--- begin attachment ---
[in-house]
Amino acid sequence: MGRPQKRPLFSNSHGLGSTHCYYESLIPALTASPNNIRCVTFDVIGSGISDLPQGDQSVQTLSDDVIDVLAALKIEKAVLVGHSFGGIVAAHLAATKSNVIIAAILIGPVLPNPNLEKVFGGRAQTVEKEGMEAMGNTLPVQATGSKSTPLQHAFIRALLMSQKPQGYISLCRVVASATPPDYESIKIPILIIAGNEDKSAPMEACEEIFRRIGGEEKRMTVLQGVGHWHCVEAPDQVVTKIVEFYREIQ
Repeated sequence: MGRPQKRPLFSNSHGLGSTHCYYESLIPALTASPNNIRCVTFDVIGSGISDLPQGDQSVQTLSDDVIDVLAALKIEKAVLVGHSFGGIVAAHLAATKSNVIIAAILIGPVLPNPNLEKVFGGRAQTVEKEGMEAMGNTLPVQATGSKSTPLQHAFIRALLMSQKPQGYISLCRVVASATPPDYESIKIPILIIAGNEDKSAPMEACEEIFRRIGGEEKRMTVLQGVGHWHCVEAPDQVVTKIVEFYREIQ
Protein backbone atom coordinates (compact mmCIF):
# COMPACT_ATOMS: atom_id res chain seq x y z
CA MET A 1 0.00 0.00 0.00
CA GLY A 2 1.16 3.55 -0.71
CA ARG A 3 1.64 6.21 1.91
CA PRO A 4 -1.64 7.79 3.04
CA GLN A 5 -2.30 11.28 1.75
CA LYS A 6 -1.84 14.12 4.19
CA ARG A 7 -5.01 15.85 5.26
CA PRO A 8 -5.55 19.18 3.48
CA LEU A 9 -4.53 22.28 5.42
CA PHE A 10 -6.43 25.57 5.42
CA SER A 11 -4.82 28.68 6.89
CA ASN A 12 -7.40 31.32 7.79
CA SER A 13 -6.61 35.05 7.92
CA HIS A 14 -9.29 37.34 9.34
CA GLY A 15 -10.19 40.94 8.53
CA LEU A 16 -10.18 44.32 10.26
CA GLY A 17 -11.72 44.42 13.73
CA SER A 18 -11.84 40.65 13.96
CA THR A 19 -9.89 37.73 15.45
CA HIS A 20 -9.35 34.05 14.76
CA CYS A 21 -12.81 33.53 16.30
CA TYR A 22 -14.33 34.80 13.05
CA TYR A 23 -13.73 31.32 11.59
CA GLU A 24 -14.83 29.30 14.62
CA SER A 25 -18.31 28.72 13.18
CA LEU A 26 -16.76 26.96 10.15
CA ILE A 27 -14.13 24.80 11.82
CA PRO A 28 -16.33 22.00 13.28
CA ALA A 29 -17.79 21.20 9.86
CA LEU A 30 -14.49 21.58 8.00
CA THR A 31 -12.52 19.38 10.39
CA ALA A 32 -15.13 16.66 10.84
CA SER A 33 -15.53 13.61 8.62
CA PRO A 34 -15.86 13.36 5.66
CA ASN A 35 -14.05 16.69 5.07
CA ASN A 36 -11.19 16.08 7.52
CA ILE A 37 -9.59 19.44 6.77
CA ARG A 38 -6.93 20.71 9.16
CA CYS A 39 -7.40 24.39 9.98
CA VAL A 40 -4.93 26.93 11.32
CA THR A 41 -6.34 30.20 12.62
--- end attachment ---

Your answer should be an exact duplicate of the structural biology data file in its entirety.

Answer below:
[in-house]
Amino acid sequence: MGRPQKRPLFSNSHGLGSTHCYYESLIPALTASPNNIRCVTFDVIGSGISDLPQGDQSVQTLSDDVIDVLAALKIEKAVLVGHSFGGIVAAHLAATKSNVIIAAILIGPVLPNPNLEKVFGGRAQTVEKEGMEAMGNTLPVQATGSKSTPLQHAFIRALLMSQKPQGYISLCRVVASATPPDYESIKIPILIIAGNEDKSAPMEACEEIFRRIGGEEKRMTVLQGVGHWHCVEAPDQVVTKIVEFYREIQ
Repeated sequence: MGRPQKRPLFSNSHGLGSTHCYYESLIPALTASPNNIRCVTFDVIGSGISDLPQGDQSVQTLSDDVIDVLAALKIEKAVLVGHSFGGIVAAHLAATKSNVIIAAILIGPVLPNPNLEKVFGGRAQTVEKEGMEAMGNTLPVQATGSKSTPLQHAFIRALLMSQKPQGYISLCRVVASATPPDYESIKIPILIIAGNEDKSAPMEACEEIFRRIGGEEKRMTVLQGVGHWHCVEAPDQVVTKIVEFYREIQ
Protein backbone atom coordinates (compact mmCIF):
# COMPACT_ATOMS: atom_id res chain seq x y z
CA MET A 1 0.00 0.00 0.00
CA GLY A 2 1.16 3.55 -0.71
CA ARG A 3 1.64 6.21 1.91
CA PRO A 4 -1.64 7.79 3.04
CA GLN A 5 -2.30 11.28 1.75
CA LYS A 6 -1.84 14.12 4.19
CA ARG A 7 -5.01 15.85 5.26
CA PRO A 8 -5.55 19.18 3.48
CA LEU A 9 -4.53 22.28 5.42
CA PHE A 10 -6.43 25.57 5.42
CA SER A 11 -4.82 28.68 6.89
CA ASN A 12 -7.40 31.32 7.79
CA SER A 13 -6.61 35.05 7.92
CA HIS A 14 -9.29 37.34 9.34
CA GLY A 15 -10.19 40.94 8.53
CA LEU A 16 -10.18 44.32 10.26
CA GLY A 17 -11.72 44.42 13.73
CA SER A 18 -11.84 40.65 13.96
CA THR A 19 -9.89 37.73 15.45
CA HIS A 20 -9.35 34.05 14.76
CA CYS A 21 -12.81 33.53 16.30
CA TYR A 22 -14.33 34.80 13.05
CA TYR A 23 -13.73 31.32 11.59
CA GLU A 24 -14.83 29.30 14.62
CA SER A 25 -18.31 28.72 13.18
CA LEU A 26 -16.76 26.96 10.15
CA ILE A 27 -14.13 24.80 11.82
CA PRO A 28 -16.33 22.00 13.28
CA ALA A 29 -17.79 21.20 9.86
CA LEU A 30 -14.49 21.58 8.00
CA THR A 31 -12.52 19.38 10.39
CA ALA A 32 -15.13 16.66 10.84
CA SER A 33 -15.53 13.61 8.62
CA PRO A 34 -15.86 13.36 5.66
CA ASN A 35 -14.05 16.69 5.07
CA ASN A 36 -11.19 16.08 7.52
CA ILE A 37 -9.59 19.44 6.77
CA ARG A 38 -6.93 20.71 9.16
CA CYS A 39 -7.40 24.39 9.98
CA VAL A 40 -4.93 26.93 11.32
CA THR A 41 -6.34 30.20 12.62